Canada has summoned China’s ambassador after an alleged Chinese spy balloon entered U.S. airspace this week. Also in response, Secretary of State Antony Blinken is postponing a trip to Beijing, the U.S. State Department said Friday.
Mr. Blinken changed his plans a mere hours before he was scheduled to depart for China on Friday night.
The balloon is believed to have drifted across Alaska and British Columbia in recent days before crossing the Canada-U.S. border into Montana.
Canada’s Department of National Defence said it is monitoring a “potential second incident,” but Defence Minister Anita Anand’s office was unable to elaborate on this when asked Friday.
China has acknowledged the balloon is theirs, but played down the matter, calling it a civilian airship for meteorological research that blew off course. The Pentagon rejected this characterization, saying it believes the balloon is used for intelligence-gathering.
China’s foreign ministry said a visit had not been announced by the U.S. and China. “The U.S. making any such announcement is their own business, and we respect that,” it said in a statement.
Pentagon spokesman Brigadier-General Pat Ryder said Friday that another Chinese balloon was spotted “transiting” Latin America, without disclosing its exact location.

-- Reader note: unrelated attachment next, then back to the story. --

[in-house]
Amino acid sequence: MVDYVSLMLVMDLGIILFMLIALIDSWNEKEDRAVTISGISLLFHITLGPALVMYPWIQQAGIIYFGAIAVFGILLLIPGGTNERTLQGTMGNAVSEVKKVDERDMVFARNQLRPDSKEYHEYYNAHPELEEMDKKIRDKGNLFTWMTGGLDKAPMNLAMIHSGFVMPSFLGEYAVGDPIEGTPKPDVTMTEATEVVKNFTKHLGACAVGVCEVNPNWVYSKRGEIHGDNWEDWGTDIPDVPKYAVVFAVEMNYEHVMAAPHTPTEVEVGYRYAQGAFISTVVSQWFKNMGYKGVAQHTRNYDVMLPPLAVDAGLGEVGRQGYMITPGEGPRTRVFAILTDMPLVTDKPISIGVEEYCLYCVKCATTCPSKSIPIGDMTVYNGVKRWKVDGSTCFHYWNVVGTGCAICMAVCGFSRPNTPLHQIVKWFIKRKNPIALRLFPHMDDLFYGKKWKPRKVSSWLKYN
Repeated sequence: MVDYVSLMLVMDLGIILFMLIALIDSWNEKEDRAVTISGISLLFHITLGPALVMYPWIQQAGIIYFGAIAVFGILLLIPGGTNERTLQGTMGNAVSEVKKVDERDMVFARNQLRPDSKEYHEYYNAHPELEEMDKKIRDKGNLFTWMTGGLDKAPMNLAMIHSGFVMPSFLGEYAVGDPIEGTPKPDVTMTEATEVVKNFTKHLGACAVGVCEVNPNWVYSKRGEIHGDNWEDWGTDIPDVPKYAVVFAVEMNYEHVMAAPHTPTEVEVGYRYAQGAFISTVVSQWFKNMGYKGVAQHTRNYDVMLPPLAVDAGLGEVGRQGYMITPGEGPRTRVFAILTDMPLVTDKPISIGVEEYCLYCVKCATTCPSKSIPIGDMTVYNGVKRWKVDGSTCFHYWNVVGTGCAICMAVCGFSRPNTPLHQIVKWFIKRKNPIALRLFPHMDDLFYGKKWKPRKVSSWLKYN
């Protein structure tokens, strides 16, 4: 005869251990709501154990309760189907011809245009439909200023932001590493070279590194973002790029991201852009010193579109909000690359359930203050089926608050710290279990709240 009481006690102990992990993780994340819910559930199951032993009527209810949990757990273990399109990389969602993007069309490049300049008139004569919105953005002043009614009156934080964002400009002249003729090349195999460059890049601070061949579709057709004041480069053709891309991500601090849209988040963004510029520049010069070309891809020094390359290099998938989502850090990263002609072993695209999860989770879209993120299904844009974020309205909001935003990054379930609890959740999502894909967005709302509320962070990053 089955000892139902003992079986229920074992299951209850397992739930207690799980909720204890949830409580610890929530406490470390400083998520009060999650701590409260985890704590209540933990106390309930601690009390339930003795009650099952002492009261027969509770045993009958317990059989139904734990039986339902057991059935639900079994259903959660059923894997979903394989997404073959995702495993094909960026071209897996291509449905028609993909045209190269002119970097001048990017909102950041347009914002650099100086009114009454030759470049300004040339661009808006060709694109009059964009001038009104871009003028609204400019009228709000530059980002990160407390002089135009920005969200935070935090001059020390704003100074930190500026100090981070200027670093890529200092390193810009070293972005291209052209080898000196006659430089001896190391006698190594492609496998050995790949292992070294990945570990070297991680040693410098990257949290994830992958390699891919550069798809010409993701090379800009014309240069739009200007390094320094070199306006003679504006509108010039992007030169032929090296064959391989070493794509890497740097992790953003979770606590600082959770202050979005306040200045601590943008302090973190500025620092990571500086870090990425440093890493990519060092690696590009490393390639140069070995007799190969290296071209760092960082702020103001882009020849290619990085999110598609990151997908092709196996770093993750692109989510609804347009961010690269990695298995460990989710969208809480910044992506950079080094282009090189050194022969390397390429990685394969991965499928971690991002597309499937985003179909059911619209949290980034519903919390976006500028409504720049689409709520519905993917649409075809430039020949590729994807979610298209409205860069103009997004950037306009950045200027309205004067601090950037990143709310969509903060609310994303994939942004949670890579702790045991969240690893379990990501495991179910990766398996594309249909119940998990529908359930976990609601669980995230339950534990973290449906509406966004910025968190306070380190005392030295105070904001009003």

In Canada, Department of Global Affairs spokeswoman Charlotte MacLeod said Ottawa called on Chinese envoy Cong Peiwu to explain what happened. Foreign Affairs Minister Mélanie Joly tweeted that she had talked with Mr. Blinken by telephone Friday regarding the matter.
Deputy Prime Minister Chrystia Freeland left no doubt about how she viewed the Chinese craft, calling it a “high-altitude surveillance balloon” in remarks Friday.
Mr. Blinken would have been the most senior Biden administration official to visit China, building on a meeting between the U.S. President and Chinese President Xi Jinping at the G20 summit in Bali, Indonesia, late last year. The trip had been set to go ahead as the United States is expanding its military footprint in Asia through a new agreement with the Philippines, and amid bellicose rhetoric from both Washington and Beijing over the self-governing territory of Taiwan.
Steffan Watkins, an Ottawa-based research consultant who tracks aircraft and ships worldwide, said based on aircraft movement data collected by ADSB Exchange, an open-source initiative, it appears Canada dispatched a CP-140 surveillance aircraft from Comox, B.C., to monitor the balloon Jan. 31 while it was flying over the Canadian Rockies.
Flight-tracking data also suggests Canada intercepted the balloon with CF-18s on Jan. 31, assisted by a CC-150 Polaris refueling tanker, he said.
A suspected Chinese spy balloon has been flying over the United States for a couple of days, U.S. officials said on Thursday, in what would be a brazen act just days ahead of a planned trip to Beijing by U.S. Secretary of State Antony Blinken.
The U.S. government said this week it had spotted the balloon over Montana, home to a U.S. Air Force base and nuclear missile silos, shortly before Mr. Blinken was due to leave for Beijing. ABC News reported that Mr. Blinken did not want to blow the incident out of proportion by cancelling the trip, but he also did not want it to dominate his time in China.